Roughly seven titles released during the war years reflect concerns of that period, such as rationing, black marketeering, civil defense blackouts, saboteurs, defense production plants, etc. But the (total) ten titles released before and after the war have a timeless sense to them… which helps explain how Penny doesn’t age at all. Ha.

I have three titles remaining in the PP series, which means I’ve already read 14. As I’ve done so, I’ve spent part of my time examining them with a critical (editorial) eye… noticing things like dangling plot threads, lack of motivation in characters, plentiful plot holes, etc. But the issue I’ve most noticed is the lackadaisical attitude of Mr. Parker – and, often, the housekeeper (though she expresses more concern than he does) – over the comings and goings of his young daughter. Sure, Riverview is a relatively “safe” community – compared, I suppose to NYC or Chicago (among others) – but it’s still a haven for rascals, criminals, and even saboteurs. Does that potential danger affect Mr. Parker’s parenting? Nope. There’s usually about one spot in each title where he says something like, “You know, I really shouldn’t allow you to go to that isolated place [fill in the blank] on your own.” But then he relents and Penny embarks on her dangerous escapade… sometimes alone, but often with a reluctant Louise or an indulgent Jerry. And frequently at night!

As I pondered this author’s mindset – circa 1940s – about Penny’s “freedom” to come and go, poking her perky nose into mysterious and often patently dangerous situations, I had to come to grips with the reason that it seemed so strange to me. That reason, I believe, is the gender gap. If Mark Twain had written these exact tales, featuring Tom Sawyer or Huck Finn, I’m sure I would have simply “gone with the flow” — appreciating their adventure and discounting the whole issue of accountability and danger.

So it was truly ground-breaking for Mildred to create such a bold, courageous, independent, and head-strong young lady to investigate and solve all the mysterious goings-on in and around Riverview. I can’t picture myself being a pre-teen girl, but I can imagine reading such adventures was quite an eye-opening thrill for the young females of that era.

Oh, here’s one big difference between Nancy and Penny: at the end of Vol. 15 – Whispering Walls – Penny is KISSED by Jerry! Remember, this is the same Jerry who’s already been to war and back… and he’s at least 7-8 years her senior. How scandalous!


How about YOU? Did you ever read Nancy Drew stories? How about Penny Parker’s?

For a glimpse of the background and prodigious output of the fascinating author, Mildred Wirt Benson, check out this Wiki article.

Bio sketch of Mildred:

For an in-depth study of ND’s origins, Mildred’s background and contributions, the Stratemeyer sisters’ involvement, and the trial itself, consult this excellent work by Melanie Rehak — Girl Sleuth Nancy Drew and the Women Who Created Her [Harcourt, 2005].

If you’d like to read the Penny Parker tales, you can acquire 15 of her 17 volumes for 99 cents – that’s less than SEVEN CENTS each (in electronic format, of course).

NOTE: Nancy Drew turned age 80 in April, two months ago.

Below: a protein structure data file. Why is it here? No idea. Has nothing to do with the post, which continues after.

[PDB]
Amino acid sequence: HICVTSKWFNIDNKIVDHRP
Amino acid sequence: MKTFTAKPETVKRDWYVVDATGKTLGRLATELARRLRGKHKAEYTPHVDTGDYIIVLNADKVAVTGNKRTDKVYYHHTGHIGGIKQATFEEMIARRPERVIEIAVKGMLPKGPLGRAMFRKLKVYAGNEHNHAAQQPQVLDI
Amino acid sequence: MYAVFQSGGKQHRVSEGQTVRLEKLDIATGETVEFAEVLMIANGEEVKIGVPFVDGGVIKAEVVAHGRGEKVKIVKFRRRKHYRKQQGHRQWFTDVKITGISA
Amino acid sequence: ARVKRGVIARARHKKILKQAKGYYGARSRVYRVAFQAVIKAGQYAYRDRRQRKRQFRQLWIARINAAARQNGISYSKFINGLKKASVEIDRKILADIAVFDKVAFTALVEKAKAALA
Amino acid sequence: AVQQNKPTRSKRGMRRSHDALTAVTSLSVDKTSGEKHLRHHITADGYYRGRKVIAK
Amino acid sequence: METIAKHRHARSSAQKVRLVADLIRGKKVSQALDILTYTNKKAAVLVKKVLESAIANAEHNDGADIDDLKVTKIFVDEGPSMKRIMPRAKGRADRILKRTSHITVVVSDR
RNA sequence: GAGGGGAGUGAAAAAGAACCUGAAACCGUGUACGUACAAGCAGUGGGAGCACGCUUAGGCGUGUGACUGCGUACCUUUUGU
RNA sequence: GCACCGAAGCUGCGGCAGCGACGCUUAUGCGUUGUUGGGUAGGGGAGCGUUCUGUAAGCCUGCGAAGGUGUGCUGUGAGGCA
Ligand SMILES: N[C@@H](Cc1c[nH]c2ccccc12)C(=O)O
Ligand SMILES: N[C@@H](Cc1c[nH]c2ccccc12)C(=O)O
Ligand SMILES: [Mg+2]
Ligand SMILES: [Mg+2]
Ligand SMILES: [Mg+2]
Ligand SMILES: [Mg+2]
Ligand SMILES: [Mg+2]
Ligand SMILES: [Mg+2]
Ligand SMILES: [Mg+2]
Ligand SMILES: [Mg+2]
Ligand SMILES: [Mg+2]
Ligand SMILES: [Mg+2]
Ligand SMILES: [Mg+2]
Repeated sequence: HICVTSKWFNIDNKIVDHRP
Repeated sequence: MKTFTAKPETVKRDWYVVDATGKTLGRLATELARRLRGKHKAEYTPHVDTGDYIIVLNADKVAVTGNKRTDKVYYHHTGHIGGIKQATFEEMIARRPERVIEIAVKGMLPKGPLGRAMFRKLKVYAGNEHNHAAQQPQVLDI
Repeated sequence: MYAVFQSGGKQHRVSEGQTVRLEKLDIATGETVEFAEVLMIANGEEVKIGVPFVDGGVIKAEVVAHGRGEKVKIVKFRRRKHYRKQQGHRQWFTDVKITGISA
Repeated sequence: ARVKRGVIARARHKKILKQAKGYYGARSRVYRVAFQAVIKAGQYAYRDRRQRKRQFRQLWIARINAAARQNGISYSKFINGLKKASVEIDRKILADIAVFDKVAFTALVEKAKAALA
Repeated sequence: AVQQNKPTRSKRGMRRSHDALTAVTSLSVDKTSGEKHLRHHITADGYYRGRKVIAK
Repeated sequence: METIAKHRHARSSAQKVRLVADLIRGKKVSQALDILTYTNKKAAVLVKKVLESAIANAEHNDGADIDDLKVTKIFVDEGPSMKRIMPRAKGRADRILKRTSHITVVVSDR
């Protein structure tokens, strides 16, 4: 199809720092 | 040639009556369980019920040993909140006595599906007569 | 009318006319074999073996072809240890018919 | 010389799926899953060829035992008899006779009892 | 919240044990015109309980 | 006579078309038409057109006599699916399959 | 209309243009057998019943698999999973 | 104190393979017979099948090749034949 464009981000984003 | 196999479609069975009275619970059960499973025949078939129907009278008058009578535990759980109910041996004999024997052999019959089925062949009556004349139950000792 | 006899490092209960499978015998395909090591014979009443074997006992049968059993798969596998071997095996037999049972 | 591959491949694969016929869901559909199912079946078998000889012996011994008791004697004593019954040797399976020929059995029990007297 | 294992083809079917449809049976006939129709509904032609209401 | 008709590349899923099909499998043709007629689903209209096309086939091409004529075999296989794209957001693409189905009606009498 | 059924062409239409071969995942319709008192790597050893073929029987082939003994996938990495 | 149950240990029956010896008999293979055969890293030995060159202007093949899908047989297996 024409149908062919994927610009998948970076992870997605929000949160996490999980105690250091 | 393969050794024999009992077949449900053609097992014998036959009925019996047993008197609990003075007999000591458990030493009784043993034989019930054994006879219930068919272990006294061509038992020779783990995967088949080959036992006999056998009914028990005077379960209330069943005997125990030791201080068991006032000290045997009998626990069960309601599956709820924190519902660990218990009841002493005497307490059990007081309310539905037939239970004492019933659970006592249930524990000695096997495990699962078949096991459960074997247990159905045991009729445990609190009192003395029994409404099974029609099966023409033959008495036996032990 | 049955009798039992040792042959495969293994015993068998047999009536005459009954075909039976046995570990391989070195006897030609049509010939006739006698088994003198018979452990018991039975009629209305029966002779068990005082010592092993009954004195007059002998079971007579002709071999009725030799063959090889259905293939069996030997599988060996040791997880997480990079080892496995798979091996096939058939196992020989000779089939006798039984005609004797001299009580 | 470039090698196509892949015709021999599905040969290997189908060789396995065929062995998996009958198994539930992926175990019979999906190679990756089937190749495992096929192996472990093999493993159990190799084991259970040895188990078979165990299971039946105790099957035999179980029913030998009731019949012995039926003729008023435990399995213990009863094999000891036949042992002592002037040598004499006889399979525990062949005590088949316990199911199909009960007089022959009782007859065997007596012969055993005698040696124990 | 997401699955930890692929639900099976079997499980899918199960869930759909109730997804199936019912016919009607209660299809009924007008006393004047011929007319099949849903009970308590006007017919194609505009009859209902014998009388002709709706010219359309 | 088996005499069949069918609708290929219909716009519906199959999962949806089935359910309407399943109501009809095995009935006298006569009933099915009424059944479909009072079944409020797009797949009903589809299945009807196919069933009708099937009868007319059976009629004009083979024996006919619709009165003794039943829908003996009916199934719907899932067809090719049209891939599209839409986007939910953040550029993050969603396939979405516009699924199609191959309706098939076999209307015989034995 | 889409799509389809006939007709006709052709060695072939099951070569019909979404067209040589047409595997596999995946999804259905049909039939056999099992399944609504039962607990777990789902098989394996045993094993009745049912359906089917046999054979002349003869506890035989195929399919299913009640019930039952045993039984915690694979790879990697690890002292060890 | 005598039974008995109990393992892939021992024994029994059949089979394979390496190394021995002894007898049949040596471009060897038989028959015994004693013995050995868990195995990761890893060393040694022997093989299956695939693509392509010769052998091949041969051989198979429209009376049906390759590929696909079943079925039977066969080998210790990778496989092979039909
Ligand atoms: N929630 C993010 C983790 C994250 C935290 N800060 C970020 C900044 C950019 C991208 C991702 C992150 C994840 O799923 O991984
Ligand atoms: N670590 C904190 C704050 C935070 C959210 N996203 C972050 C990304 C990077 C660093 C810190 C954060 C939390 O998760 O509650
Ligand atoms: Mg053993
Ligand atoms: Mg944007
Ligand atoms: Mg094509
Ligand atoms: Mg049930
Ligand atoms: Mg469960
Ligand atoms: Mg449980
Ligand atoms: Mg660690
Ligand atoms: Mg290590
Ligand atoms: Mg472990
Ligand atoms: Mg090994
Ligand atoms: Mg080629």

[JLS # 492]


About Jeff Salter

Currently writing romantic comedy, screwball comedy, and romantic suspense. Fourteen completed novels and four completed novellas. Working with three royalty publishers: Clean Reads, Dingbat Publishing, & TouchPoint Press/Romance. "Cowboy Out of Time" -- Apr. 2019 /// "Double Down Trouble" -- June 2018 /// "Not Easy Being Android" -- Feb. 2018 /// "Size Matters" -- Oct. 2016 /// "The Duchess of Earl" -- Jul. 2016 /// "Stuck on Cloud Eight" -- Nov. 2015 /// "Pleased to Meet Me" (novella) -- Oct. 2015 /// "One Simple Favor" (novella) -- May 2015 /// "The Ghostess & MISTER Muir" -- Oct. 2014 /// "Scratching the Seven-Month Itch" -- Sept. 2014 /// "Hid Wounded Reb" -- Aug. 2014 /// "Don't Bet On It" (novella) -- April 2014 /// "Curing the Uncommon Man-Cold -- Dec. 2013 /// "Echo Taps" (novella) -- June 2013 /// "Called To Arms Again" -- (a tribute to the greatest generation) -- May 2013 /// "Rescued By That New Guy in Town" -- Oct. 2012 /// "The Overnighter's Secrets" -- May 2012 /// Co-authored two non-fiction books about librarianship (with a royalty publisher), a chapter in another book, and an article in a specialty encyclopedia. Plus several library-related articles and reviews. Also published some 120 poems, about 150 bylined newspaper articles, and some 100 bylined photos. Worked about 30 years in librarianship. Formerly newspaper editor and photo-journalist. Decorated veteran of U.S. Air Force (including a remote ‘tour’ of duty in the Arctic … at Thule AB in N.W. Greenland). Married; father of two; grandfather of six.
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19 Responses to Guest Fox, the Late Mildred Wirt Benson

  1. Patricia Kiyono says:

    Great bio of a talented woman. Yes, I often wondered how Nancy and other favorite characters I read about (The Bobbsey Twins, The Boxcar Children, Ramona and the Henry Huggins gang) were able to come and go so easily. My parents never let me go anywhere unless they knew exactly where I was going, who I’d be with, and when I’d be home.

    Liked by 2 people

    • Jeff Salter says:

      I — sometimes with my older brother but more often with my pals — was allowed considerable freedom of movement as a kid in the 1950s-1960s. I didn’t have many “restrictions” at all until I got my drivers’ license — LOL. That’s when I got hit with all the curfews, rules, requirements, etc.

      Liked by 1 person

  2. Very in-depth inter/review, Jeff. So much fodder for discussion!
    I read one, maybe two Nancy Drews that were my sisters.She was very fond of her.I couldn’t get excited about them, but maybe I was too young to appreciate t hem. They went ‘new and improved’ with the Bobbsey Twins and (shudders), The Boxcar Children,(which became quite a popular series for my grandchildren to read in the last 10 years). I found both revivals wanting in substance, although they were now, especially in the Bobbsey Twins, less socially/racially more sensitive.